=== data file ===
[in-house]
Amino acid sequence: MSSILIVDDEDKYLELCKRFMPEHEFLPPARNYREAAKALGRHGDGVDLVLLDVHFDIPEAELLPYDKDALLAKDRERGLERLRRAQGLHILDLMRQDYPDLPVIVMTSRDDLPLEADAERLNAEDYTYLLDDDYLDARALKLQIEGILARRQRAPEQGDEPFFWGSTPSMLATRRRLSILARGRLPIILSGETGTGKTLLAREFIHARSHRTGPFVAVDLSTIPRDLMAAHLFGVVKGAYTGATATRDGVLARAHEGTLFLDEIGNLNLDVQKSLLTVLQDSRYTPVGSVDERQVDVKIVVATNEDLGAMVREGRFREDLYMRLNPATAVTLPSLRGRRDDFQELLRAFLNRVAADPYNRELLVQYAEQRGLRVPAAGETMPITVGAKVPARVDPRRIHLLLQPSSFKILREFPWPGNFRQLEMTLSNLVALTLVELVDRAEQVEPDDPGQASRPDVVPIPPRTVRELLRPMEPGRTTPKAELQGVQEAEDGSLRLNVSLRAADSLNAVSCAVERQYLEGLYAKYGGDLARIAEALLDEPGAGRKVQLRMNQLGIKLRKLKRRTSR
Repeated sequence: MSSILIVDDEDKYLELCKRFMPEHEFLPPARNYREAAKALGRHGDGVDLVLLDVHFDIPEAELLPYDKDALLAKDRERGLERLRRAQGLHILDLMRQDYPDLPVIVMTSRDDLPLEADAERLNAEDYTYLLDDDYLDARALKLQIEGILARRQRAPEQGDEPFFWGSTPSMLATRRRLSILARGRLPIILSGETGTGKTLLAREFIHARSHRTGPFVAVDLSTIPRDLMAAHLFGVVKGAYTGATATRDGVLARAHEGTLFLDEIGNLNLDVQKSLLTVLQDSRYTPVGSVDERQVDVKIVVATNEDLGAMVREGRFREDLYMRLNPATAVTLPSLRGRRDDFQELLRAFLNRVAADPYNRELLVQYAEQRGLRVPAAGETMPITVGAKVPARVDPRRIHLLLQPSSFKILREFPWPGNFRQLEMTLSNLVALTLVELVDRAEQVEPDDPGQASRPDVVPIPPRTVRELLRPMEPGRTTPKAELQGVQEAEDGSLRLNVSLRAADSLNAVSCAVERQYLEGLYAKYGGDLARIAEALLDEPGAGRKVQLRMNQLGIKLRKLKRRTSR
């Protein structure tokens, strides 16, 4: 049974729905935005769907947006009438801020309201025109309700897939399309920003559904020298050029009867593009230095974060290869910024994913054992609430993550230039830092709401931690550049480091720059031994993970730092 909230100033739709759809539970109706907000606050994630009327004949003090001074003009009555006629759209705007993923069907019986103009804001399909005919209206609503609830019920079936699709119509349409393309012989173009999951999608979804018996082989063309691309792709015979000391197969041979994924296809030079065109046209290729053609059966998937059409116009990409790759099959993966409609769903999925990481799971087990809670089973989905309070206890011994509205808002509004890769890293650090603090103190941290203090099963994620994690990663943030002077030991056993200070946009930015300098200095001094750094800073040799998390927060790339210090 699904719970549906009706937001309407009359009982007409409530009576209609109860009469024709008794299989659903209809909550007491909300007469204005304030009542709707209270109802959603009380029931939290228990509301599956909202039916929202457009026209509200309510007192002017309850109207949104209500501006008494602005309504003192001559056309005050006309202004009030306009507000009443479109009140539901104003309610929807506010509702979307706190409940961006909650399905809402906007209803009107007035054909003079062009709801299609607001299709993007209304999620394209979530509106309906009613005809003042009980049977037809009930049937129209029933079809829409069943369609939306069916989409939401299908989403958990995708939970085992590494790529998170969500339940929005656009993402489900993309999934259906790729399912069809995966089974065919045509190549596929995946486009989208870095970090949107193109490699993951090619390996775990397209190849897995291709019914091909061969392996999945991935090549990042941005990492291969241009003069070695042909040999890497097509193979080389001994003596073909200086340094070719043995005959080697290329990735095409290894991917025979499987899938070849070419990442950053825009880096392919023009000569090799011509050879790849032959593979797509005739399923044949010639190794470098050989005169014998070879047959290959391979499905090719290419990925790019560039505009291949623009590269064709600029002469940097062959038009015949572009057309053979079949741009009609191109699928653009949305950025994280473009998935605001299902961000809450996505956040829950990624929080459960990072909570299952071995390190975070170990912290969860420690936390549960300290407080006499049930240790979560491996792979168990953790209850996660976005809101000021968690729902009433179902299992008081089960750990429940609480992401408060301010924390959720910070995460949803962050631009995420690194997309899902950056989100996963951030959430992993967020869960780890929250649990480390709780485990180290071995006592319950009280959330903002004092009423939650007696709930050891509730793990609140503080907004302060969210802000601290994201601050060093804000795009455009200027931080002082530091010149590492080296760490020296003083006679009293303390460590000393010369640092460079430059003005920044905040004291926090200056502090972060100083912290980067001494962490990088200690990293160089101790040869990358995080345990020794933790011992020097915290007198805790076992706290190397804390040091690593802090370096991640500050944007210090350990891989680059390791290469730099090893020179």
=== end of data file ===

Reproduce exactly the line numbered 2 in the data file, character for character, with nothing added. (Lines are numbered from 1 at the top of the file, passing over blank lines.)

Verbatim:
Amino acid sequence: MSSILIVDDEDKYLELCKRFMPEHEFLPPARNYREAAKALGRHGDGVDLVLLDVHFDIPEAELLPYDKDALLAKDRERGLERLRRAQGLHILDLMRQDYPDLPVIVMTSRDDLPLEADAERLNAEDYTYLLDDDYLDARALKLQIEGILARRQRAPEQGDEPFFWGSTPSMLATRRRLSILARGRLPIILSGETGTGKTLLAREFIHARSHRTGPFVAVDLSTIPRDLMAAHLFGVVKGAYTGATATRDGVLARAHEGTLFLDEIGNLNLDVQKSLLTVLQDSRYTPVGSVDERQVDVKIVVATNEDLGAMVREGRFREDLYMRLNPATAVTLPSLRGRRDDFQELLRAFLNRVAADPYNRELLVQYAEQRGLRVPAAGETMPITVGAKVPARVDPRRIHLLLQPSSFKILREFPWPGNFRQLEMTLSNLVALTLVELVDRAEQVEPDDPGQASRPDVVPIPPRTVRELLRPMEPGRTTPKAELQGVQEAEDGSLRLNVSLRAADSLNAVSCAVERQYLEGLYAKYGGDLARIAEALLDEPGAGRKVQLRMNQLGIKLRKLKRRTSR